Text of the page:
We made the sandwiches last night, of course, and went to bed early so to be in good shape for our exertions early this morning. Fred from Austin TX and Robert from North Carolina did not follow our excellent example and so, when we met on the quay at 7:30am they both were bleary eyed and needed to take naps in the middle of our fishing trip. We fancied they eyed our Tupperware and Tropicana with envy, even before we got on board. The mate was late and he too looked like he’d had a rough night. Steve has worked the charter boats for 35 years and, although he swore he hadn’t slept in for eons, there were indications that he too was a man who liked a party.
Geno and Rick were the last two passengers and Art was the Captain. They all wore shorts, t-shirts and baseball caps. Godiva wore a short, floaty 70s mu mu and I wore a baby blue linen top that I fancied passed for a fishing smock. We both sported large brimmed hats. She was channeling Princess Margaret in the Mustique days, and I looked like Judi Dench from Room with a View. The men were very polite and nobody sniggered.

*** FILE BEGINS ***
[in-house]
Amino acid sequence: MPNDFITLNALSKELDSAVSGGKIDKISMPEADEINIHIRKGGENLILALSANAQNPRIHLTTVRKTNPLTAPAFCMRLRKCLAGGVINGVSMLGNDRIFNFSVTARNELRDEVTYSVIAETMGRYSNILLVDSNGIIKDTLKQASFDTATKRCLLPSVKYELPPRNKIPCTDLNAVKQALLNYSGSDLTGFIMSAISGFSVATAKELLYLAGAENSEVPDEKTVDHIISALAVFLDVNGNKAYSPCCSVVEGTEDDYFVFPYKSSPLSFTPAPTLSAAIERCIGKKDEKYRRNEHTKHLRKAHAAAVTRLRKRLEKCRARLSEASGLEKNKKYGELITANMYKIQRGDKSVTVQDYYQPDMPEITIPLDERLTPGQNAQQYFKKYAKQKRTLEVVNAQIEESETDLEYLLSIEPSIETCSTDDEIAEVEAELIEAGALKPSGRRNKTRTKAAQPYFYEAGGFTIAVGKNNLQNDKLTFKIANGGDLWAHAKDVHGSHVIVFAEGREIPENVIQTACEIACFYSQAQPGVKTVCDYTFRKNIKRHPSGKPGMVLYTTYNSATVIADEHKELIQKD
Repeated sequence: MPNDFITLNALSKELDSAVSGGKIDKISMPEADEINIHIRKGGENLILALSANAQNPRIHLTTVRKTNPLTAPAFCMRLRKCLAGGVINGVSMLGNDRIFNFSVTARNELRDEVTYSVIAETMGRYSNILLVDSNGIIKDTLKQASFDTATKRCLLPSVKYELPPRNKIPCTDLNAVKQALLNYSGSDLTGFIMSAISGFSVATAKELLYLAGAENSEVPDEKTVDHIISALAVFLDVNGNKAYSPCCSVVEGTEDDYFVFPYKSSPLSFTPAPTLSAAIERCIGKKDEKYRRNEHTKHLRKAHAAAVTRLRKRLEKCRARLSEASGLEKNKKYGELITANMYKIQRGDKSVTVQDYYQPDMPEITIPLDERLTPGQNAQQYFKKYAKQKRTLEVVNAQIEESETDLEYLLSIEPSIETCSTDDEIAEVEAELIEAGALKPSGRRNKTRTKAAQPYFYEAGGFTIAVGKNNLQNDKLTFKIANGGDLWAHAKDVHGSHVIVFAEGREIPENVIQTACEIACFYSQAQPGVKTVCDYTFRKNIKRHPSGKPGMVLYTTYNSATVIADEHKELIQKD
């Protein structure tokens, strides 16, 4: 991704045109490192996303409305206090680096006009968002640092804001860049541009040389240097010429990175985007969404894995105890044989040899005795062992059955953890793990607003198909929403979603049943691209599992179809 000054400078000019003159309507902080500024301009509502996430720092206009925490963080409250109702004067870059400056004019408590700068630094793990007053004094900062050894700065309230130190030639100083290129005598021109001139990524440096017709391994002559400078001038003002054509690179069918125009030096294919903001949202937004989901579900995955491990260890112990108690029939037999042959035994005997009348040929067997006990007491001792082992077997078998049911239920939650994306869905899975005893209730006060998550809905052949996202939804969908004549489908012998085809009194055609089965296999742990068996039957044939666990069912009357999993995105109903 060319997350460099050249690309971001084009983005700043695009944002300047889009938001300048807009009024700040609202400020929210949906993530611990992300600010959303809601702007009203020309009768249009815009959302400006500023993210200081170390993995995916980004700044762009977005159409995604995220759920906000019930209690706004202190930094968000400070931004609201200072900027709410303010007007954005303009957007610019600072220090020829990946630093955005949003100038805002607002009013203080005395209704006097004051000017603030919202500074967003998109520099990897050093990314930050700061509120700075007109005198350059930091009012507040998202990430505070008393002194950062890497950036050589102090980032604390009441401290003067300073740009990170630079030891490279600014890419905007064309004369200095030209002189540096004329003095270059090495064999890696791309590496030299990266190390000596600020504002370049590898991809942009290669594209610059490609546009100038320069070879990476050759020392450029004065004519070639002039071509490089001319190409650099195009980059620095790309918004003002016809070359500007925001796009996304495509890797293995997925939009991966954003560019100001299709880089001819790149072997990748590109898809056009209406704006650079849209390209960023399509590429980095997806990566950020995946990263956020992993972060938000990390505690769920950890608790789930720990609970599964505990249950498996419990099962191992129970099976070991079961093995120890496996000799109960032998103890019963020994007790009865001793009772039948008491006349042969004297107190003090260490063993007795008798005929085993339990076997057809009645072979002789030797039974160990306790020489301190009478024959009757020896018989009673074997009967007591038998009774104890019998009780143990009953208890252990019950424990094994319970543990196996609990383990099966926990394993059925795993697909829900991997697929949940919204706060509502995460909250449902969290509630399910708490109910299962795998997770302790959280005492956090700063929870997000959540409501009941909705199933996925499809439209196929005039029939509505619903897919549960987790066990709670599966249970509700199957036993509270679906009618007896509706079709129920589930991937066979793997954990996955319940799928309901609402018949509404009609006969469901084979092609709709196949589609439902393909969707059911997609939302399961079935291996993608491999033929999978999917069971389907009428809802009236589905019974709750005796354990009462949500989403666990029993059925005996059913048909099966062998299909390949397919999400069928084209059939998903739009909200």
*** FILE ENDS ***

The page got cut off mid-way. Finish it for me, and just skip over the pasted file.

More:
We sped off in the direction of Havana and Art celebrated with a fat Cuban cigar. Godiva climbed up on the bridge but was forced to beat a retreat, sickened by the combination of the smoke and the sway. When the water reached 600 feet deep, we slowed to trolling speed and watched as Steve set up the lines. For a long while nothing happened. Then both Godiva and I had a fish on. We reeled’em in—and had to throw ‘em back. Our mahi mahi (it’s not right to say dolphin) were less than 20 inches long and so illegal to remove from the water.
In the 4 hour trip, 3 fish were caught, but sadly not by us. We shared our sandwiches (tomato and cheese and chicken and tomato) with the boys and in return they gave us a fillet or two of theirs to take home. Just as well—we’d already bought the rice, salad, lemon and garlic in anticipation of a fresh-caught dinner.